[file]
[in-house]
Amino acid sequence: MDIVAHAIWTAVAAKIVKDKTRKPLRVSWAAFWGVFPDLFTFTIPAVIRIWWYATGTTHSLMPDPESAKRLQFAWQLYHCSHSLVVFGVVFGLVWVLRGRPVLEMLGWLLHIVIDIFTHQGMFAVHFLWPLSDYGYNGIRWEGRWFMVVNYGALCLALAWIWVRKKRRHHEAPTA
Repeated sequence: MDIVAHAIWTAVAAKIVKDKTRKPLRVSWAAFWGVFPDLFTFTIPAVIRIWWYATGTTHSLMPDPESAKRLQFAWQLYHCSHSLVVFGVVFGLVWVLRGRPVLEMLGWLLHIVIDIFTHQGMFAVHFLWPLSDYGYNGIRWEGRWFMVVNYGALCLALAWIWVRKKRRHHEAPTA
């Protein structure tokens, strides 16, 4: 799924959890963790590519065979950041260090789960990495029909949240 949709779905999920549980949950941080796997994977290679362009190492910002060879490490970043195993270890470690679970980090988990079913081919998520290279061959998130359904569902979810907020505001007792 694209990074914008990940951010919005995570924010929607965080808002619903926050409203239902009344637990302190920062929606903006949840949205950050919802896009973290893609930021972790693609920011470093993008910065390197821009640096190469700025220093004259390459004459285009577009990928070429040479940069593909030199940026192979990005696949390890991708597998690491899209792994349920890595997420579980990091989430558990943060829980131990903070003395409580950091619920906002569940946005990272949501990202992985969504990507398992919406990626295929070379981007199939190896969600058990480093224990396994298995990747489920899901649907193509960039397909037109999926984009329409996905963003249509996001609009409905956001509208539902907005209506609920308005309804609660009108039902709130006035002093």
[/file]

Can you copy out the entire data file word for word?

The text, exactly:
[in-house]
Amino acid sequence: MDIVAHAIWTAVAAKIVKDKTRKPLRVSWAAFWGVFPDLFTFTIPAVIRIWWYATGTTHSLMPDPESAKRLQFAWQLYHCSHSLVVFGVVFGLVWVLRGRPVLEMLGWLLHIVIDIFTHQGMFAVHFLWPLSDYGYNGIRWEGRWFMVVNYGALCLALAWIWVRKKRRHHEAPTA
Repeated sequence: MDIVAHAIWTAVAAKIVKDKTRKPLRVSWAAFWGVFPDLFTFTIPAVIRIWWYATGTTHSLMPDPESAKRLQFAWQLYHCSHSLVVFGVVFGLVWVLRGRPVLEMLGWLLHIVIDIFTHQGMFAVHFLWPLSDYGYNGIRWEGRWFMVVNYGALCLALAWIWVRKKRRHHEAPTA
């Protein structure tokens, strides 16, 4: 799924959890963790590519065979950041260090789960990495029909949240 949709779905999920549980949950941080796997994977290679362009190492910002060879490490970043195993270890470690679970980090988990079913081919998520290279061959998130359904569902979810907020505001007792 694209990074914008990940951010919005995570924010929607965080808002619903926050409203239902009344637990302190920062929606903006949840949205950050919802896009973290893609930021972790693609920011470093993008910065390197821009640096190469700025220093004259390459004459285009577009990928070429040479940069593909030199940026192979990005696949390890991708597998690491899209792994349920890595997420579980990091989430558990943060829980131990903070003395409580950091619920906002569940946005990272949501990202992985969504990507398992919406990626295929070379981007199939190896969600058990480093224990396994298995990747489920899901649907193509960039397909037109999926984009329409996905963003249509996001609009409905956001509208539902907005209506609920308005309804609660009108039902709130006035002093």